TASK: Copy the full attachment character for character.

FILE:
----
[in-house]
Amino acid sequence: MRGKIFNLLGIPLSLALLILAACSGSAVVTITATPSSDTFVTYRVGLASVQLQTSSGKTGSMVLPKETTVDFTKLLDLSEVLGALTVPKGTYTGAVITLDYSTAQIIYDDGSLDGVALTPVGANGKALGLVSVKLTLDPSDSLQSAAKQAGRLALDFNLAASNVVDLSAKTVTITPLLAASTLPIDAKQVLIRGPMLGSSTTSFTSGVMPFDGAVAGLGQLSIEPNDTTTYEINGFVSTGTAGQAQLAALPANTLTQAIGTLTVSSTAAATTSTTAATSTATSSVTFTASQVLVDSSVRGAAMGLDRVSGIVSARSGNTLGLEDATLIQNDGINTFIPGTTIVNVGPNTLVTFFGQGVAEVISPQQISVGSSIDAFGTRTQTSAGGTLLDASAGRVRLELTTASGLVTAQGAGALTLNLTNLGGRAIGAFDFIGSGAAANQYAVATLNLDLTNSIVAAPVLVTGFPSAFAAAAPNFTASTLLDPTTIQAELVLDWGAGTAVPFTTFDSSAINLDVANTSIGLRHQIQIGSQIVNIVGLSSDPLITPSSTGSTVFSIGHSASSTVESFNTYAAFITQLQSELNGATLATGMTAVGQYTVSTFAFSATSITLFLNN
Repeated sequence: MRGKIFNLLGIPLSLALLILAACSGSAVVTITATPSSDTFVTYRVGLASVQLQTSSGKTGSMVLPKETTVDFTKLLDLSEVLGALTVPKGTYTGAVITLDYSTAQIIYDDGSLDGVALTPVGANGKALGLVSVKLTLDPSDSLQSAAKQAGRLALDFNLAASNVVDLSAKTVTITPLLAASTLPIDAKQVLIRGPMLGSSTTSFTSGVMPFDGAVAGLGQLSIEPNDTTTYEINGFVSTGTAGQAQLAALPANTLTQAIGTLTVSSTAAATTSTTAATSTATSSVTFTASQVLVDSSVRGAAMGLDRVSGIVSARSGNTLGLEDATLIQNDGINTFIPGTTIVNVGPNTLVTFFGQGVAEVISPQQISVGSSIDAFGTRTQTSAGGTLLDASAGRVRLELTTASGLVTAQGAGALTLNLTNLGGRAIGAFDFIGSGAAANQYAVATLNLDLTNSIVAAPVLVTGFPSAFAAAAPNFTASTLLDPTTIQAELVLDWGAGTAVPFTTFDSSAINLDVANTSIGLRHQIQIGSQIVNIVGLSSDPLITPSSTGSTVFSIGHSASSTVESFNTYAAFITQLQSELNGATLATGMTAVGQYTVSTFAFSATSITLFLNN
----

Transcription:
[in-house]
Amino acid sequence: MRGKIFNLLGIPLSLALLILAACSGSAVVTITATPSSDTFVTYRVGLASVQLQTSSGKTGSMVLPKETTVDFTKLLDLSEVLGALTVPKGTYTGAVITLDYSTAQIIYDDGSLDGVALTPVGANGKALGLVSVKLTLDPSDSLQSAAKQAGRLALDFNLAASNVVDLSAKTVTITPLLAASTLPIDAKQVLIRGPMLGSSTTSFTSGVMPFDGAVAGLGQLSIEPNDTTTYEINGFVSTGTAGQAQLAALPANTLTQAIGTLTVSSTAAATTSTTAATSTATSSVTFTASQVLVDSSVRGAAMGLDRVSGIVSARSGNTLGLEDATLIQNDGINTFIPGTTIVNVGPNTLVTFFGQGVAEVISPQQISVGSSIDAFGTRTQTSAGGTLLDASAGRVRLELTTASGLVTAQGAGALTLNLTNLGGRAIGAFDFIGSGAAANQYAVATLNLDLTNSIVAAPVLVTGFPSAFAAAAPNFTASTLLDPTTIQAELVLDWGAGTAVPFTTFDSSAINLDVANTSIGLRHQIQIGSQIVNIVGLSSDPLITPSSTGSTVFSIGHSASSTVESFNTYAAFITQLQSELNGATLATGMTAVGQYTVSTFAFSATSITLFLNN
Repeated sequence: MRGKIFNLLGIPLSLALLILAACSGSAVVTITATPSSDTFVTYRVGLASVQLQTSSGKTGSMVLPKETTVDFTKLLDLSEVLGALTVPKGTYTGAVITLDYSTAQIIYDDGSLDGVALTPVGANGKALGLVSVKLTLDPSDSLQSAAKQAGRLALDFNLAASNVVDLSAKTVTITPLLAASTLPIDAKQVLIRGPMLGSSTTSFTSGVMPFDGAVAGLGQLSIEPNDTTTYEINGFVSTGTAGQAQLAALPANTLTQAIGTLTVSSTAAATTSTTAATSTATSSVTFTASQVLVDSSVRGAAMGLDRVSGIVSARSGNTLGLEDATLIQNDGINTFIPGTTIVNVGPNTLVTFFGQGVAEVISPQQISVGSSIDAFGTRTQTSAGGTLLDASAGRVRLELTTASGLVTAQGAGALTLNLTNLGGRAIGAFDFIGSGAAANQYAVATLNLDLTNSIVAAPVLVTGFPSAFAAAAPNFTASTLLDPTTIQAELVLDWGAGTAVPFTTFDSSAINLDVANTSIGLRHQIQIGSQIVNIVGLSSDPLITPSSTGSTVFSIGHSASSTVESFNTYAAFITQLQSELNGATLATGMTAVGQYTVSTFAFSATSITLFLNN